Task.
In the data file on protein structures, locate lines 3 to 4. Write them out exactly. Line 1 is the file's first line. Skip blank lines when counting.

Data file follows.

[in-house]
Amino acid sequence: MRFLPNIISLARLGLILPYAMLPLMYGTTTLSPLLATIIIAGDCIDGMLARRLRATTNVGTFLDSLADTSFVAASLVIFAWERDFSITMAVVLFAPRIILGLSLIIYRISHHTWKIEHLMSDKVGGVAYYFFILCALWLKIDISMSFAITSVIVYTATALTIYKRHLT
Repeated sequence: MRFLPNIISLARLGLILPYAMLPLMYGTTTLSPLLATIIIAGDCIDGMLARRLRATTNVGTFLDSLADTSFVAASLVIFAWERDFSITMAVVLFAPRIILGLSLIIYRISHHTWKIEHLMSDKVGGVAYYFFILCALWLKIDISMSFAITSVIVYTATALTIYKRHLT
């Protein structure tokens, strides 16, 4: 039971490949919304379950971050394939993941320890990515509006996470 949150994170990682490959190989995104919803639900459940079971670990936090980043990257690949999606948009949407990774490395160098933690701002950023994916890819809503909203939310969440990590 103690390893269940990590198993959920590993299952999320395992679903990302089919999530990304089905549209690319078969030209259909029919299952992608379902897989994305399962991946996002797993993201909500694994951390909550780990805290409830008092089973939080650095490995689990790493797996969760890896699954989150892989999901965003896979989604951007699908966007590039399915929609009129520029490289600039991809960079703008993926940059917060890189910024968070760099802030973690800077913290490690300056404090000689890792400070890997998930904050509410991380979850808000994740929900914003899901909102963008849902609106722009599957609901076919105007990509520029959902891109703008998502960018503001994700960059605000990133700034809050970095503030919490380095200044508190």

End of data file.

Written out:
Repeated sequence: MRFLPNIISLARLGLILPYAMLPLMYGTTTLSPLLATIIIAGDCIDGMLARRLRATTNVGTFLDSLADTSFVAASLVIFAWERDFSITMAVVLFAPRIILGLSLIIYRISHHTWKIEHLMSDKVGGVAYYFFILCALWLKIDISMSFAITSVIVYTATALTIYKRHLT
């Protein structure tokens, strides 16, 4: 039971490949919304379950971050394939993941320890990515509006996470 949150994170990682490959190989995104919803639900459940079971670990936090980043990257690949999606948009949407990774490395160098933690701002950023994916890819809503909203939310969440990590 103690390893269940990590198993959920590993299952999320395992679903990302089919999530990304089905549209690319078969030209259909029919299952992608379902897989994305399962991946996002797993993201909500694994951390909550780990805290409830008092089973939080650095490995689990790493797996969760890896699954989150892989999901965003896979989604951007699908966007590039399915929609009129520029490289600039991809960079703008993926940059917060890189910024968070760099802030973690800077913290490690300056404090000689890792400070890997998930904050509410991380979850808000994740929900914003899901909102963008849902609106722009599957609901076919105007990509520029959902891109703008998502960018503001994700960059605000990133700034809050970095503030919490380095200044508190």